Since the start of lockdown until recently, parents across the country almost lost their minds trying to homeschool their kids while also working from home. And then there are some who also kept up their mom blog duties. How did they even cope?
Mom of four (with another on the way) Luchae Williams of My Spreadsheet Brain from Port Elizabeth says she feels like she did lose her mind a little. She and her husband have a blended family and certainly had their work cut out for them. “I've managed by simply cutting myself some slack. I may not get to the home schooling every day, or I would stick my kids in front of a screen for an hour so that I can get my work done... I had to give myself a pep talk not to feel bad about it. These are unusual circumstances, which calls for a different way of doing life.”
It’s that pragmatism and her 'spreadsheet brain' that help her keep things together. “I'm a lists kinda gal, so I thrive on making lists and spreadsheets and ticking things off as I go along.”
Shanèy Vijendranath in Joburg runs You, Baby and I as well as her start-up MomSays, which she co-founded with her husband. She has three little ones and says that at the start of the lockdown she thought that she had everything under control. But later on Shanèy had to learn to navigate meltdowns (both her and the kids’).
“There were times I felt like I was losing my mind. In the beginning I had a schedule but by mid-lockdown I just felt like everything was falling apart. Everything just went downhill… having to do proper work and with having two kids that are in two different phases of homeschooling, it was difficult.”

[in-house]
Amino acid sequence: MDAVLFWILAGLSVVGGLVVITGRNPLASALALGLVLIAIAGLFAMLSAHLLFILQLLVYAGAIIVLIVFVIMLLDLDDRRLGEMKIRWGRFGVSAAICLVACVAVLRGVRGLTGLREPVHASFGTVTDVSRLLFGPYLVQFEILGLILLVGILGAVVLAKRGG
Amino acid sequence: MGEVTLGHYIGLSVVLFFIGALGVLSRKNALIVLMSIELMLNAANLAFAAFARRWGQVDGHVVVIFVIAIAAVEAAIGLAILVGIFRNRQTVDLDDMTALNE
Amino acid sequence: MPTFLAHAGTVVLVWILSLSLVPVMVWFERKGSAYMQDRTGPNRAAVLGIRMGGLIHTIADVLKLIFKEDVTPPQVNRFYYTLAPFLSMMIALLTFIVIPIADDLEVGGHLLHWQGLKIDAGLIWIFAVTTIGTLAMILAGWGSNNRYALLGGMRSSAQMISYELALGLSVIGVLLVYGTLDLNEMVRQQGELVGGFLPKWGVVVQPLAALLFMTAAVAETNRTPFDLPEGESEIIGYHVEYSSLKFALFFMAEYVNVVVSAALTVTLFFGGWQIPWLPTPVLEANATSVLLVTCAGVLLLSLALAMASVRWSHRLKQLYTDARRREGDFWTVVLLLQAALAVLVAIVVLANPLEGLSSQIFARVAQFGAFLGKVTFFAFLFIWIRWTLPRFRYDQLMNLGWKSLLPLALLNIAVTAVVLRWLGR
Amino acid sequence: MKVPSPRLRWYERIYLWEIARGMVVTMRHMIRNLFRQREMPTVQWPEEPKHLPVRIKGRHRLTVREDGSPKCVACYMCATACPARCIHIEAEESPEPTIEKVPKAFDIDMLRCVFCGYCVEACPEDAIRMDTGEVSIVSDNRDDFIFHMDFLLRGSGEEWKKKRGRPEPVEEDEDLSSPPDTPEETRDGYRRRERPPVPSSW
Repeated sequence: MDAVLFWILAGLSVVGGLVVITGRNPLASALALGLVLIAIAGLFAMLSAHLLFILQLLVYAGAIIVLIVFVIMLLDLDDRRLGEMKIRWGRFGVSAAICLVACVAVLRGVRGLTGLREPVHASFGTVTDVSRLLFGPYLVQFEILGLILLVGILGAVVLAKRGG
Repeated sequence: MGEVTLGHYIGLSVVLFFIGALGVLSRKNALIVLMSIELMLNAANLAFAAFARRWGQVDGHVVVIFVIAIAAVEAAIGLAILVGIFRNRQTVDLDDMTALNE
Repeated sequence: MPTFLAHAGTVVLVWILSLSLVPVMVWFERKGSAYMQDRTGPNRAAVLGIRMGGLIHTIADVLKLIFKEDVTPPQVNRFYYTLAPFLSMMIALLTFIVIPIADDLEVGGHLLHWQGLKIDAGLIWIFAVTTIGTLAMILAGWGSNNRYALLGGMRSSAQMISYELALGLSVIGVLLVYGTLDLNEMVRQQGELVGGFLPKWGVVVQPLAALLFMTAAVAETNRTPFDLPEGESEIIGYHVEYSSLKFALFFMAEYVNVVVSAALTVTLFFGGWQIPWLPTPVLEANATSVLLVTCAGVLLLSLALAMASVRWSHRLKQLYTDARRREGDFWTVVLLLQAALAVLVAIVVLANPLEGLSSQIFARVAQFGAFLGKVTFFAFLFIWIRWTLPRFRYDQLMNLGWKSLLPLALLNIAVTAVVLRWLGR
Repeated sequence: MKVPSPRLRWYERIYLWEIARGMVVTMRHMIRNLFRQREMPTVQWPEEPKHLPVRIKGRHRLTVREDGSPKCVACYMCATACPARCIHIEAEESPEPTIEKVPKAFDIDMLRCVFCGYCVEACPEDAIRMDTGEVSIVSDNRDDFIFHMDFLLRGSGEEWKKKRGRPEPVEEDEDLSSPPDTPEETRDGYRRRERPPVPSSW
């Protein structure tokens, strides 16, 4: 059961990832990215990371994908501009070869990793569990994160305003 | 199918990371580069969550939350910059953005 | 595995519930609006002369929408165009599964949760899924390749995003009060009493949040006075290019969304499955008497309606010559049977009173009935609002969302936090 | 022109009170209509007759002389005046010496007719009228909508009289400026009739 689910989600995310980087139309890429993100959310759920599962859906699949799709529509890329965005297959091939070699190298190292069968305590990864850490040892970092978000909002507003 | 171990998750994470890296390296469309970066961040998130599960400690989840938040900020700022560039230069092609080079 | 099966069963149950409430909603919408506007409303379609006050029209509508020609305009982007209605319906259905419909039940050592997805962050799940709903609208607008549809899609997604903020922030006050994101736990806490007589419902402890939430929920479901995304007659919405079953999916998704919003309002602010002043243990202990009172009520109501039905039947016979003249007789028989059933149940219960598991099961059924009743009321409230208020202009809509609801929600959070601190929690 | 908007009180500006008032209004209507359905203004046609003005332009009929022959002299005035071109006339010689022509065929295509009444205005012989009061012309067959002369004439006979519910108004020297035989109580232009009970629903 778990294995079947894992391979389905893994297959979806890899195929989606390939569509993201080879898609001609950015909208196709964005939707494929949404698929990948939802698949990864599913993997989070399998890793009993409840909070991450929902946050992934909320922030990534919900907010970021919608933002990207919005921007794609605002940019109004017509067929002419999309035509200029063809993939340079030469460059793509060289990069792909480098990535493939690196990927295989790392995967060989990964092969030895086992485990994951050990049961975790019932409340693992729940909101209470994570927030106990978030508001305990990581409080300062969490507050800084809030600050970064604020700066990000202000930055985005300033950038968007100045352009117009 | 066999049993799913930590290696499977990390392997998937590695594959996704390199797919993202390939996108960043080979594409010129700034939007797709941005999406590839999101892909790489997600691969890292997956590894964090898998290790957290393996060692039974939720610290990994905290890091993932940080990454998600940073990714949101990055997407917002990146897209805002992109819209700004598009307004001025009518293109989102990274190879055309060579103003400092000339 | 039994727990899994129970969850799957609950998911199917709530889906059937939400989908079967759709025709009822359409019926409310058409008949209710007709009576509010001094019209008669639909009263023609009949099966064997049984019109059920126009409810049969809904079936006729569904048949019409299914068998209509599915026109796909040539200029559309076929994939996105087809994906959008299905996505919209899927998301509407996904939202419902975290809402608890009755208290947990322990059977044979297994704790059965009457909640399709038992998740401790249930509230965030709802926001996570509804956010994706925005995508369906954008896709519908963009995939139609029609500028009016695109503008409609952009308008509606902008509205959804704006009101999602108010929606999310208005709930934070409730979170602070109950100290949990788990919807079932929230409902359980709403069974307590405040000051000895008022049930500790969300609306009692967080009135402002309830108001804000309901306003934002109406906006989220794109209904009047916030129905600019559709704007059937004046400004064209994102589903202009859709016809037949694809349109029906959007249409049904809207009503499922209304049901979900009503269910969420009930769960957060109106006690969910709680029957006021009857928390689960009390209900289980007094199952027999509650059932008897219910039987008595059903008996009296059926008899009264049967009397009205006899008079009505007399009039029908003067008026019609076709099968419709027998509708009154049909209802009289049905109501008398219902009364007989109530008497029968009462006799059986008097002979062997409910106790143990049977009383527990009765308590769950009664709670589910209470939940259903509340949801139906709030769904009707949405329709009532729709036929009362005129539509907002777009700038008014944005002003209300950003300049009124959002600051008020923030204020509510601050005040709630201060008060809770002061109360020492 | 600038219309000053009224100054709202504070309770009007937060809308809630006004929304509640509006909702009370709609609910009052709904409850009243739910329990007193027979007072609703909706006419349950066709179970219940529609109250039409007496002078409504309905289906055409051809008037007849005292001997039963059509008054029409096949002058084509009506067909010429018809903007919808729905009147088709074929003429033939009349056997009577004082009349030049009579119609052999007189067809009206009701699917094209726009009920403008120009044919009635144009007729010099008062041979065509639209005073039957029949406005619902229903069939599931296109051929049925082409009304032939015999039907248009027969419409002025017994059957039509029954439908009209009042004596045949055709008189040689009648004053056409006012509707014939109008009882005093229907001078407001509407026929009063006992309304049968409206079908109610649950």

Once they finally had a routine, including going back to work after the kids go to sleep, things were better. And she’s very lucky to have extra help. “Before lockdown, I normally worked from home, so I did have a good work routine in place. But having all three kids at home has been a challenge. I am lucky that my mom lives with me and my nanny has been with us during the entire Covid-19 lockdown.”
Shanèy highlights the importance of having a supportive partner and taking care of yourself. “Someone that can help you with the little things, whether it’s just bathing the kids or doing homework or homeschooling. And you have to know when you need to take time off. Me-time is important, so I try to have a little bit of time in between the week even if it’s on a Sunday where I spend an hour just focusing on me and maybe doing a facial. It’s all about balance and having that support system. Me-time has definitely helped me keep everything together.”
Having a supportive community of people that can inspire her has also been important. “I chat with friends every week. We motivate each other and talk about anything, and that has really helped me to focus and write content and put me in a good headspace. It’s important knowing that you’re not the only one going through all these emotions. Some days you feel like you’re failing at business, or failing at everything. The next thing, you’re just so motivated and pumped to start something. You need people you can really connect with and share how you're feeling, so they can help you move forward.”